“My view is if we continue to ignore what society is doing to Indigenous people…we will likely be creating a population of young Indigenous people who will be prone to thinking about acting out violently against society.”

Cree Senator Mary Jane McCallum told APTN last month that by preventing the bill’s passage after C-262 has already been voted on and supported in the House of Commons, unelected Conservative senators are turning the Red Chamber into “a vehicle of structural violence” against Indigenous Peoples.

Saganash, who testified before the senate committee last week, is now pointing to Conservative leader Andrew Scheer now, who he wants to ensure the Conservative senators support the bill’s passage.

“If Andrew Sheer, as leader of the Conservative Party, cannot or will not control Conservative Senators from killing the Bill C-262 – if, as a result, the UN Declaration will not be implemented in Canadian law, and if the Conservatives show such disdain for the human rights of Indigenous peoples across Canada and prefer to perpetuate colonialism and injustice – then the Conservatives are unfit to be elected and form the next federal government in Canada,” Saganash said in a written statement Wednesday evening.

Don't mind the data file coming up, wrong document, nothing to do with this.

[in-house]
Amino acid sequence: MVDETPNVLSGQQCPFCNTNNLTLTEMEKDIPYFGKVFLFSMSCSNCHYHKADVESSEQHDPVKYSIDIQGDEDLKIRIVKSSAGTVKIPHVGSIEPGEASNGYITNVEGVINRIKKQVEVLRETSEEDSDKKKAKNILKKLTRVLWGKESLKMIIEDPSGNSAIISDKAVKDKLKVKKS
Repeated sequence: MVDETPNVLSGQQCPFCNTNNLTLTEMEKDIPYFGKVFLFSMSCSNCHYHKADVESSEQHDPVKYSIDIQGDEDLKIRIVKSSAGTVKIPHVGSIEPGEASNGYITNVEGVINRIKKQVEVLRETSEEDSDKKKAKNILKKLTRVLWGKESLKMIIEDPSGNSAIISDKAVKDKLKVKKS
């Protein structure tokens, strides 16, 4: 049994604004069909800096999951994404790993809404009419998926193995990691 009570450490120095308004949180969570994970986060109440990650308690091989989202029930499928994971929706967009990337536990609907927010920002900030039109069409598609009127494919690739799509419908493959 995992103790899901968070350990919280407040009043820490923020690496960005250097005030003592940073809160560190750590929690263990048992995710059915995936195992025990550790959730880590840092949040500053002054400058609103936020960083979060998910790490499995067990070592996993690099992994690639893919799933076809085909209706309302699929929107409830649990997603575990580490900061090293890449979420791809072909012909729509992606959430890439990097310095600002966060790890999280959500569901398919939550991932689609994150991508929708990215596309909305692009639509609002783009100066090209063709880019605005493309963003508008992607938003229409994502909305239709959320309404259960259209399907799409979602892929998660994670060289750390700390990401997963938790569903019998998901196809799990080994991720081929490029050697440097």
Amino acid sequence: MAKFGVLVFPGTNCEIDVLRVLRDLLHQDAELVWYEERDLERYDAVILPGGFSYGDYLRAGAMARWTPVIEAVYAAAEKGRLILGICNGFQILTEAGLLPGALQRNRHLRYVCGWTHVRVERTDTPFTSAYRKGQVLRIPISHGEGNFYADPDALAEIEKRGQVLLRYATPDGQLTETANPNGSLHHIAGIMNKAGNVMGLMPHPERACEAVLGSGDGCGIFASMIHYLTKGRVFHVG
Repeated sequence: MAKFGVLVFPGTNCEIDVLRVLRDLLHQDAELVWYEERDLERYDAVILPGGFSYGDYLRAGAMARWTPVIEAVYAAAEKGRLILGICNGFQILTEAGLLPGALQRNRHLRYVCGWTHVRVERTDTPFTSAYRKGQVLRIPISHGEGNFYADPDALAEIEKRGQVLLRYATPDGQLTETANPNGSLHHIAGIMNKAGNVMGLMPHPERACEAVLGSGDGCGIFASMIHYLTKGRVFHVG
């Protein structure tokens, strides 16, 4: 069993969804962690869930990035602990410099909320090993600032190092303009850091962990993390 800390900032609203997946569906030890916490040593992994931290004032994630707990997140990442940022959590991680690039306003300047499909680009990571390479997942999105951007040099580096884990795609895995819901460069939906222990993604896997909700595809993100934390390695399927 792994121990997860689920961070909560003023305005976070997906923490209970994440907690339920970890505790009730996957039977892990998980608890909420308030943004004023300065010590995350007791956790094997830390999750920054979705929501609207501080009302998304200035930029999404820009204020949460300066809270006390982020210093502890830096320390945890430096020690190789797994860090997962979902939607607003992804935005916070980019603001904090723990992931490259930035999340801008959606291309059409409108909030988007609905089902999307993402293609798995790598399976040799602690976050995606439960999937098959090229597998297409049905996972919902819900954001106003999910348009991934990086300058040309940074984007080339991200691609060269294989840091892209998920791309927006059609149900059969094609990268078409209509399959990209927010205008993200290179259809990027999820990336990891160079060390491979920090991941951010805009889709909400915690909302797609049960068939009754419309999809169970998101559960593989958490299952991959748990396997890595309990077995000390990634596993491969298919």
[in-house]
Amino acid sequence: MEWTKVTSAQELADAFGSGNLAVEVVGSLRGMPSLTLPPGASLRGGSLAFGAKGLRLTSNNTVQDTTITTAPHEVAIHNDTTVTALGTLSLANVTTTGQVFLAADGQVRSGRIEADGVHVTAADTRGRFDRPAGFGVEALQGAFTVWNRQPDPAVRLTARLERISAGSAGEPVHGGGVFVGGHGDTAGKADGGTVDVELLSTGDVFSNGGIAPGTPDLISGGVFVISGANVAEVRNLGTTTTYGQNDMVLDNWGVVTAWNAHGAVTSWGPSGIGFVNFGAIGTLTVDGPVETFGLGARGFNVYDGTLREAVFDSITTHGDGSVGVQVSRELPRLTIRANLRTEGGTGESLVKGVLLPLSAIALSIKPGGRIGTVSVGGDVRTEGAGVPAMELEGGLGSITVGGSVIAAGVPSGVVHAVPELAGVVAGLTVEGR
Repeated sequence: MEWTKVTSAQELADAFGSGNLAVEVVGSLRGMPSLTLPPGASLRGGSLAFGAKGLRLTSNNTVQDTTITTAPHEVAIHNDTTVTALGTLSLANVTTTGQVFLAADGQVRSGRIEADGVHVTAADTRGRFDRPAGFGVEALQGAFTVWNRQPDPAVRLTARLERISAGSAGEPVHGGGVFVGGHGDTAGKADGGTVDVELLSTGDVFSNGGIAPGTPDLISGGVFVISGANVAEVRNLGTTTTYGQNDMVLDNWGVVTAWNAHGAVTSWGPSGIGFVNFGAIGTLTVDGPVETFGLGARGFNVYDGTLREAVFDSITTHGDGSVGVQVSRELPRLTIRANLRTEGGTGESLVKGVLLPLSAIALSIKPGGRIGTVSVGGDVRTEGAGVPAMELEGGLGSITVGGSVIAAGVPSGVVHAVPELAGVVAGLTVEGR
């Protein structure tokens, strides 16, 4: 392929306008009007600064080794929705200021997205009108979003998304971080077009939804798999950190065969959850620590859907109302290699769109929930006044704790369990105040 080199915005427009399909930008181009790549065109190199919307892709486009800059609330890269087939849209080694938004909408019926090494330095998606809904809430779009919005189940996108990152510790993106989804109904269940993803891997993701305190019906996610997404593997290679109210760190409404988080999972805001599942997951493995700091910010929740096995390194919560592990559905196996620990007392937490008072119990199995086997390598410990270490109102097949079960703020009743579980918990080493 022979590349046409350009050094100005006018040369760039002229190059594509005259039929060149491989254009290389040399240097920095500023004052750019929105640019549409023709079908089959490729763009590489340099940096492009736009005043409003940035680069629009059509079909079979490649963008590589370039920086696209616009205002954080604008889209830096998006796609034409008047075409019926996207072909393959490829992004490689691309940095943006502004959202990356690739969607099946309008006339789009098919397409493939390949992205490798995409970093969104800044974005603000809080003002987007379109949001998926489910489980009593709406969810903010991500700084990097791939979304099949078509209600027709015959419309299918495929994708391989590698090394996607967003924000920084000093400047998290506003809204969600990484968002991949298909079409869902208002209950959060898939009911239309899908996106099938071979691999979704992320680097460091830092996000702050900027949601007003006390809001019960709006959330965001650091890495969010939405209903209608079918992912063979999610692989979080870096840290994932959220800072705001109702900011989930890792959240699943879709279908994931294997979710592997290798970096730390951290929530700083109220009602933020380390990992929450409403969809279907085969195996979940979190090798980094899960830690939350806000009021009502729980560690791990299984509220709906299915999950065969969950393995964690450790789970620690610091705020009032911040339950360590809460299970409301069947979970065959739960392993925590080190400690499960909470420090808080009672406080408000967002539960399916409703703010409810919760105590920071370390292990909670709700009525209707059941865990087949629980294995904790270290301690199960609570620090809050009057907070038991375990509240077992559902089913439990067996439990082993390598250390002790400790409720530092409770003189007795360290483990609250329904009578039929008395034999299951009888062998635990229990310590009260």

The 2015 Truth and Reconciliation Commission’s final report called on the federal and provincial governments to “fully adopt and implement the United Nations Declaration on the Rights of Indigenous Peoples as the framework for reconciliation.”

Earlier this week the National Inquiry into Missing and Murdered Indigenous Women and Girls released its final report.